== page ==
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Can Faith and Science Coexist?

Posted by Sheena Valenti on Jun 9, 2021 12:00:00 PM

James WheelerThroughout my life, faith and science have always seemed to go hand in hand. Growing up in a small, west Texas town, all of my science teachers also taught Sunday school. My first exposure to science was in Vacation Bible School. The 5-year-old class planted pinto beans in rocks, sand, and potting soil while our teacher read us the Parable of the Sower. This continued in junior high when Noah and his ark were integrated into a study of the visible spectrum. To this day whenever I see ROY G BIV, I remember God keeps His promises.

FreestockIn high school, my chemistry teacher wrote Lamentations 3:22-23 atop every test. He sang 2 Timothy 1:12 as he returned the graded tests. I was exposed to those verses every week for two years. Needless to say, I memorized them very quickly. While I did not fully understand my teacher’s choice in biblical inspiration, I have found peace and comfort from those verses throughout my adult life. I have applied them more than I have the theory of relativity.

My journey continued into college. The Math and Sciences Department motto, “God made it, we study it,” was clearly displayed in every hallway in the science building. On my first day of calculus, my professor explained her love for math deeply aligned with her faith. Her signature phrase was, “Jesus is the same yesterday, today, and forever, just as two plus two always equals four.” Hebrews 13:8 was the first line of her syllabus.


In my four years as an undergraduate, I realized each professor in the Math and Sciences Department chose their particular discipline because it brought them closer to God. I found that same passion in biochemistry.

I really enjoyed biochemistry (the study of chemistry in biological systems at the molecular level) because of a lecture on laminin in my Faith and Science class. Laminin is a protein that provides support for cells inside organs. It is one of the many proteins that adhere cells to connective tissue, which keeps cells in place. Congenital muscular dystrophy can be a result of a defect in laminin. The structure of laminin closely resembles a cross and the study of this protein reminds me in Christ all things are held together.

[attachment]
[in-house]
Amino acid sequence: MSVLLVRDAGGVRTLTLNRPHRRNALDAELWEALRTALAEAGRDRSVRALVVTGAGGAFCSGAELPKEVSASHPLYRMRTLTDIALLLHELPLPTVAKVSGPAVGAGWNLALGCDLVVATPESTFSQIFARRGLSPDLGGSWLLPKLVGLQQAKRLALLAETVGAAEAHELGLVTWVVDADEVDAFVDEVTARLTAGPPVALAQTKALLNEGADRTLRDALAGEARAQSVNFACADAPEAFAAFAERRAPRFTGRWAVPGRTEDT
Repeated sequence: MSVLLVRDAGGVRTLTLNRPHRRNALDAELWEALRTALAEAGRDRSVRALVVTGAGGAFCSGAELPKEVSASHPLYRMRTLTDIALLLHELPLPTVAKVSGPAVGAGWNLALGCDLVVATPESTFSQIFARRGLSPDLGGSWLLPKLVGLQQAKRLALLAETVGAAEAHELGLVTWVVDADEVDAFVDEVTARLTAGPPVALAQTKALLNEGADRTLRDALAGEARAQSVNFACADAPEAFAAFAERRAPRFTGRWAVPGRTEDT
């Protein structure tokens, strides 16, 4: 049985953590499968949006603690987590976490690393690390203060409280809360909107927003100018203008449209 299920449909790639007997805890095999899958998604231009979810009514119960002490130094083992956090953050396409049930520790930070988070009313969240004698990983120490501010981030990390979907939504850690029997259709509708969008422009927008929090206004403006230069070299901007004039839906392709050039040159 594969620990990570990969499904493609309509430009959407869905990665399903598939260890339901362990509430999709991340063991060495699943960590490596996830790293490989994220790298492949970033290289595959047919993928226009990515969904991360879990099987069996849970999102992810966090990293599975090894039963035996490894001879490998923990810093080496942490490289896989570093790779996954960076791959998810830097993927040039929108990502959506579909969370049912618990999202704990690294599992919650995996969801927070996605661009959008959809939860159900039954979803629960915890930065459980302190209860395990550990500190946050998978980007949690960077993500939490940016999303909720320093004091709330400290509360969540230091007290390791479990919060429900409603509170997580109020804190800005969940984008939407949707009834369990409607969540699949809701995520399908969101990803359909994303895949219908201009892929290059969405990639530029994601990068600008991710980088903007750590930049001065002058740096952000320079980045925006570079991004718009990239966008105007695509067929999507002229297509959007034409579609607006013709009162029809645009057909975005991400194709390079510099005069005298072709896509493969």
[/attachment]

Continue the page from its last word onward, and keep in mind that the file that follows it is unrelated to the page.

RF StudioIn graduate school, I studied how DNA can bind to proteins on the outside of a cell. DNA is comprised of four different nucleotides connected in different patterns. Over the course of hours of biochemical research, I found most double-stranded DNA structures would not bind to bacteria cells. However, I did learn one double-stranded DNA structure could adhere to the outside of a bacterial cell. During the long hours of research, I often thought of how amazing it is that all DNA is made of four molecules invisible to the human eye. I also got a lot of practice learning a few of the fruits of the spirit, notably patience and self-control!

God is the greatest Scientist of all. I believe having a “God made it, we study it" mentality is at the heart of scientific discovery. Many scientific findings represent the assimilation of facts already in existence. Have your kids ever asked you, “Why is the sky blue?” The sky is blue because of Rayleigh Scattering, which is defined as the scattering of light and other electromagnetic radiation by particles much smaller than the wavelength of radiation. John William Strutt did not make the sky blue, he discovered the phenomena already in existence.

K Zoltan

Can you be a career scientist and a Christian? Of course! Any science background, ranging from environmental science to physics, provides practice in analytical thinking and problem-solving. There are many options. I have held jobs in private sector environmental labs, academic labs, government labs, pharmaceutical labs, and in the regulatory industry. Many people may think science and Christianity cannot coexist, but I can tell you they do. I see it every day.Polina Tankilevitch


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Topics: Classical Education, STEM, Science in Classical, Professional Skills, Christian Education